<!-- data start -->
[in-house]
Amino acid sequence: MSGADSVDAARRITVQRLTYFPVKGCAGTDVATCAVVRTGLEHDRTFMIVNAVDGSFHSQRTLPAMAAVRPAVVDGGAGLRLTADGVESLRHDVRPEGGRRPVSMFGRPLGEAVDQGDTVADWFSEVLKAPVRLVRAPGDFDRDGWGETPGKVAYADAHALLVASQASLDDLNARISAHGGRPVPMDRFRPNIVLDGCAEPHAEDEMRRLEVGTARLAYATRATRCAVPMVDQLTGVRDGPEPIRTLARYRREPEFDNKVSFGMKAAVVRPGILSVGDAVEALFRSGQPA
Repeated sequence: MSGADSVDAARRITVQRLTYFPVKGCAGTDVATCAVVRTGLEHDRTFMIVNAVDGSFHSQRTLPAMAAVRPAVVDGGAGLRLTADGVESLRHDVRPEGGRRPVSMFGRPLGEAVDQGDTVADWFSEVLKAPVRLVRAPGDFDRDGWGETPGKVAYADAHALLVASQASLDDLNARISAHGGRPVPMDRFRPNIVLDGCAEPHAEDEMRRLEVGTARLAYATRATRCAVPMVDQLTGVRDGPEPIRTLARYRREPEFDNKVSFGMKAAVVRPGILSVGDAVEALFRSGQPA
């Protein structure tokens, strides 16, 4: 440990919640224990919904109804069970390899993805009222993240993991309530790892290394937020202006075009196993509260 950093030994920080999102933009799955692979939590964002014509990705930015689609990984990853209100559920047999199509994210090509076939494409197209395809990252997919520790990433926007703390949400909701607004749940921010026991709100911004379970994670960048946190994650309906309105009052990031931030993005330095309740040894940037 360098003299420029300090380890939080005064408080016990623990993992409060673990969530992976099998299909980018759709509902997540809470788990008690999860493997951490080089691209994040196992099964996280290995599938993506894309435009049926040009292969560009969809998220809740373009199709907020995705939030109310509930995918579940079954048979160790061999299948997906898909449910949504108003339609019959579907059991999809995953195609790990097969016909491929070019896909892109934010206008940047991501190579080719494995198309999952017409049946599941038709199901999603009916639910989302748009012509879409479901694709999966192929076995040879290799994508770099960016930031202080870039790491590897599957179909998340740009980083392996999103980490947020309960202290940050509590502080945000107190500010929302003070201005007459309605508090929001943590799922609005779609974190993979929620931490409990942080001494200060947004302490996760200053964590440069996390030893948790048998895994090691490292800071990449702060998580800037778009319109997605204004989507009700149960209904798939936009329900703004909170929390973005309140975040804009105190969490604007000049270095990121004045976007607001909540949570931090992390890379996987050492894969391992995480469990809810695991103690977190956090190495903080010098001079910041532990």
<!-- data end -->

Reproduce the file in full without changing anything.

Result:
[in-house]
Amino acid sequence: MSGADSVDAARRITVQRLTYFPVKGCAGTDVATCAVVRTGLEHDRTFMIVNAVDGSFHSQRTLPAMAAVRPAVVDGGAGLRLTADGVESLRHDVRPEGGRRPVSMFGRPLGEAVDQGDTVADWFSEVLKAPVRLVRAPGDFDRDGWGETPGKVAYADAHALLVASQASLDDLNARISAHGGRPVPMDRFRPNIVLDGCAEPHAEDEMRRLEVGTARLAYATRATRCAVPMVDQLTGVRDGPEPIRTLARYRREPEFDNKVSFGMKAAVVRPGILSVGDAVEALFRSGQPA
Repeated sequence: MSGADSVDAARRITVQRLTYFPVKGCAGTDVATCAVVRTGLEHDRTFMIVNAVDGSFHSQRTLPAMAAVRPAVVDGGAGLRLTADGVESLRHDVRPEGGRRPVSMFGRPLGEAVDQGDTVADWFSEVLKAPVRLVRAPGDFDRDGWGETPGKVAYADAHALLVASQASLDDLNARISAHGGRPVPMDRFRPNIVLDGCAEPHAEDEMRRLEVGTARLAYATRATRCAVPMVDQLTGVRDGPEPIRTLARYRREPEFDNKVSFGMKAAVVRPGILSVGDAVEALFRSGQPA
């Protein structure tokens, strides 16, 4: 440990919640224990919904109804069970390899993805009222993240993991309530790892290394937020202006075009196993509260 950093030994920080999102933009799955692979939590964002014509990705930015689609990984990853209100559920047999199509994210090509076939494409197209395809990252997919520790990433926007703390949400909701607004749940921010026991709100911004379970994670960048946190994650309906309105009052990031931030993005330095309740040894940037 360098003299420029300090380890939080005064408080016990623990993992409060673990969530992976099998299909980018759709509902997540809470788990008690999860493997951490080089691209994040196992099964996280290995599938993506894309435009049926040009292969560009969809998220809740373009199709907020995705939030109310509930995918579940079954048979160790061999299948997906898909449910949504108003339609019959579907059991999809995953195609790990097969016909491929070019896909892109934010206008940047991501190579080719494995198309999952017409049946599941038709199901999603009916639910989302748009012509879409479901694709999966192929076995040879290799994508770099960016930031202080870039790491590897599957179909998340740009980083392996999103980490947020309960202290940050509590502080945000107190500010929302003070201005007459309605508090929001943590799922609005779609974190993979929620931490409990942080001494200060947004302490996760200053964590440069996390030893948790048998895994090691490292800071990449702060998580800037778009319109997605204004989507009700149960209904798939936009329900703004909170929390973005309140975040804009105190969490604007000049270095990121004045976007607001909540949570931090992390890379996987050492894969391992995480469990809810695991103690977190956090190495903080010098001079910041532990």